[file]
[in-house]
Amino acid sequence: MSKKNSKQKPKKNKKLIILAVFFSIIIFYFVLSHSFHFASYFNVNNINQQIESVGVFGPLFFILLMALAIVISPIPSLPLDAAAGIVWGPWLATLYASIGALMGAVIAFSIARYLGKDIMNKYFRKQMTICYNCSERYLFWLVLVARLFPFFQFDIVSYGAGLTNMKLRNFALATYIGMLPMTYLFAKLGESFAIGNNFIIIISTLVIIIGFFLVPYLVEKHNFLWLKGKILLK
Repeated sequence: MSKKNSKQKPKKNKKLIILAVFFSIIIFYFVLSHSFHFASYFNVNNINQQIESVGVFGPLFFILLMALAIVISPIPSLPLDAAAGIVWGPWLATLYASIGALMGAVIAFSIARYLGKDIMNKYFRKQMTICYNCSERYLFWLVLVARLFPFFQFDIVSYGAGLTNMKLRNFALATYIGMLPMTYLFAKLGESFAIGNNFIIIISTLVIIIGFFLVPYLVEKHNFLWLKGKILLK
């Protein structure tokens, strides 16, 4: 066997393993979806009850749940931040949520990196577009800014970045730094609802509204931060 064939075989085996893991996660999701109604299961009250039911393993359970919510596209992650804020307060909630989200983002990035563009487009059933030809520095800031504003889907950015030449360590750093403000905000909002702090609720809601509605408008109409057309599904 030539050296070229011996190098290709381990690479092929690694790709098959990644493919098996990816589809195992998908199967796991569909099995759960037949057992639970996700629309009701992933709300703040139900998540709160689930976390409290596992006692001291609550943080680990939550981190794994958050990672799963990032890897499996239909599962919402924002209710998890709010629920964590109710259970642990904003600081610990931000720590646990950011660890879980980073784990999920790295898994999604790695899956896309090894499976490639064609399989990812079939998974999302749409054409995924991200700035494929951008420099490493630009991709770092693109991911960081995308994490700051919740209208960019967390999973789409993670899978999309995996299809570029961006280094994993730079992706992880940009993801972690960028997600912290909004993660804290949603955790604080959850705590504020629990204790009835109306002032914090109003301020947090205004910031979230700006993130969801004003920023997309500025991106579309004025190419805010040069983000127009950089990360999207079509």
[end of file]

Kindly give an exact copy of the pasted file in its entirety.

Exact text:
[in-house]
Amino acid sequence: MSKKNSKQKPKKNKKLIILAVFFSIIIFYFVLSHSFHFASYFNVNNINQQIESVGVFGPLFFILLMALAIVISPIPSLPLDAAAGIVWGPWLATLYASIGALMGAVIAFSIARYLGKDIMNKYFRKQMTICYNCSERYLFWLVLVARLFPFFQFDIVSYGAGLTNMKLRNFALATYIGMLPMTYLFAKLGESFAIGNNFIIIISTLVIIIGFFLVPYLVEKHNFLWLKGKILLK
Repeated sequence: MSKKNSKQKPKKNKKLIILAVFFSIIIFYFVLSHSFHFASYFNVNNINQQIESVGVFGPLFFILLMALAIVISPIPSLPLDAAAGIVWGPWLATLYASIGALMGAVIAFSIARYLGKDIMNKYFRKQMTICYNCSERYLFWLVLVARLFPFFQFDIVSYGAGLTNMKLRNFALATYIGMLPMTYLFAKLGESFAIGNNFIIIISTLVIIIGFFLVPYLVEKHNFLWLKGKILLK
């Protein structure tokens, strides 16, 4: 066997393993979806009850749940931040949520990196577009800014970045730094609802509204931060 064939075989085996893991996660999701109604299961009250039911393993359970919510596209992650804020307060909630989200983002990035563009487009059933030809520095800031504003889907950015030449360590750093403000905000909002702090609720809601509605408008109409057309599904 030539050296070229011996190098290709381990690479092929690694790709098959990644493919098996990816589809195992998908199967796991569909099995759960037949057992639970996700629309009701992933709300703040139900998540709160689930976390409290596992006692001291609550943080680990939550981190794994958050990672799963990032890897499996239909599962919402924002209710998890709010629920964590109710259970642990904003600081610990931000720590646990950011660890879980980073784990999920790295898994999604790695899956896309090894499976490639064609399989990812079939998974999302749409054409995924991200700035494929951008420099490493630009991709770092693109991911960081995308994490700051919740209208960019967390999973789409993670899978999309995996299809570029961006280094994993730079992706992880940009993801972690960028997600912290909004993660804290949603955790604080959850705590504020629990204790009835109306002032914090109003301020947090205004910031979230700006993130969801004003920023997309500025991106579309004025190419805010040069983000127009950089990360999207079509």